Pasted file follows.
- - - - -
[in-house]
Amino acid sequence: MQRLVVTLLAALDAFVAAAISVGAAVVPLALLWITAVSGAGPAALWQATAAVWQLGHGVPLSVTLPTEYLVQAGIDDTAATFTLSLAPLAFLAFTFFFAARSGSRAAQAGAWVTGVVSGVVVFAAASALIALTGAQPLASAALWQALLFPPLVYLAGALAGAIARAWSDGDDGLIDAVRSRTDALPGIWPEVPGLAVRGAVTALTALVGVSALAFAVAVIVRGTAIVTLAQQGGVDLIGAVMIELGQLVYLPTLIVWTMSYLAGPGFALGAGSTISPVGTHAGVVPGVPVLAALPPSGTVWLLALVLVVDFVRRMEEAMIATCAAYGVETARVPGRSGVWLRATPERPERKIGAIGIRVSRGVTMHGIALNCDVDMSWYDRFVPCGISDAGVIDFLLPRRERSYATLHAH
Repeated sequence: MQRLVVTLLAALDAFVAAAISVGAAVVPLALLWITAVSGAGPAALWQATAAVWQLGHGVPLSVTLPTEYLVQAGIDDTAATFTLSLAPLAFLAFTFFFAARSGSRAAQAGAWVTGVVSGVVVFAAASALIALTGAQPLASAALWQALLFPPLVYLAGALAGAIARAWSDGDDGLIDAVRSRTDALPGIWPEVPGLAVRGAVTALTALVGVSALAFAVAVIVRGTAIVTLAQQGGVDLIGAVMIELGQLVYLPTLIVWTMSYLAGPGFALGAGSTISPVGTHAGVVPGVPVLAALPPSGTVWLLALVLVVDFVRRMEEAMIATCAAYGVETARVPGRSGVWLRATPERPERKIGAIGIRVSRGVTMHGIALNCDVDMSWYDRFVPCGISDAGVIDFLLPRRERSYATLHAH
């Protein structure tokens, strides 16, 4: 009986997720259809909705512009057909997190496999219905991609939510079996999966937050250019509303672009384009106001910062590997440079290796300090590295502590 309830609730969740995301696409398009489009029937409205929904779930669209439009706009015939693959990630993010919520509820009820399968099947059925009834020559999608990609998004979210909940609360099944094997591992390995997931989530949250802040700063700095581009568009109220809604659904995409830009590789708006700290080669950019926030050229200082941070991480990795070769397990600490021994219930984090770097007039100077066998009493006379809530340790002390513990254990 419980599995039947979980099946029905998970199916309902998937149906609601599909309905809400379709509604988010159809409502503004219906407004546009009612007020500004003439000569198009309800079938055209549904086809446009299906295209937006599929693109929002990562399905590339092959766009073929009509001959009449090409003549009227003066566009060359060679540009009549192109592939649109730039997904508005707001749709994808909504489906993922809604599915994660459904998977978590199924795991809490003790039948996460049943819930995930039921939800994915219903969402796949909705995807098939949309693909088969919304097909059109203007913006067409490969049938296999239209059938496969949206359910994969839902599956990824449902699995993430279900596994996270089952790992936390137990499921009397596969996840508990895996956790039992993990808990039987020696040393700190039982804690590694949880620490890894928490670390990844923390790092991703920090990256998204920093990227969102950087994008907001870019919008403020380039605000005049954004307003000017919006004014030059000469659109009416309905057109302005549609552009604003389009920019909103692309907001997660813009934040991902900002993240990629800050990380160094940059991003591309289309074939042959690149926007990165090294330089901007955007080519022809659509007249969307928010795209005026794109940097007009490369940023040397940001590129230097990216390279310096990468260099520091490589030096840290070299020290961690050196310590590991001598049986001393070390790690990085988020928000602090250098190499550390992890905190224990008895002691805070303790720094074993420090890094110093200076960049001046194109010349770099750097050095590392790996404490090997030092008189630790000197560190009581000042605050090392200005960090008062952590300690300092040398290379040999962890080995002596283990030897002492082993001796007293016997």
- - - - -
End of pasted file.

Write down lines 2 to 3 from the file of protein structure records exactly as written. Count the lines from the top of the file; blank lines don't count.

Amino acid sequence: MQRLVVTLLAALDAFVAAAISVGAAVVPLALLWITAVSGAGPAALWQATAAVWQLGHGVPLSVTLPTEYLVQAGIDDTAATFTLSLAPLAFLAFTFFFAARSGSRAAQAGAWVTGVVSGVVVFAAASALIALTGAQPLASAALWQALLFPPLVYLAGALAGAIARAWSDGDDGLIDAVRSRTDALPGIWPEVPGLAVRGAVTALTALVGVSALAFAVAVIVRGTAIVTLAQQGGVDLIGAVMIELGQLVYLPTLIVWTMSYLAGPGFALGAGSTISPVGTHAGVVPGVPVLAALPPSGTVWLLALVLVVDFVRRMEEAMIATCAAYGVETARVPGRSGVWLRATPERPERKIGAIGIRVSRGVTMHGIALNCDVDMSWYDRFVPCGISDAGVIDFLLPRRERSYATLHAH
Repeated sequence: MQRLVVTLLAALDAFVAAAISVGAAVVPLALLWITAVSGAGPAALWQATAAVWQLGHGVPLSVTLPTEYLVQAGIDDTAATFTLSLAPLAFLAFTFFFAARSGSRAAQAGAWVTGVVSGVVVFAAASALIALTGAQPLASAALWQALLFPPLVYLAGALAGAIARAWSDGDDGLIDAVRSRTDALPGIWPEVPGLAVRGAVTALTALVGVSALAFAVAVIVRGTAIVTLAQQGGVDLIGAVMIELGQLVYLPTLIVWTMSYLAGPGFALGAGSTISPVGTHAGVVPGVPVLAALPPSGTVWLLALVLVVDFVRRMEEAMIATCAAYGVETARVPGRSGVWLRATPERPERKIGAIGIRVSRGVTMHGIALNCDVDMSWYDRFVPCGISDAGVIDFLLPRRERSYATLHAH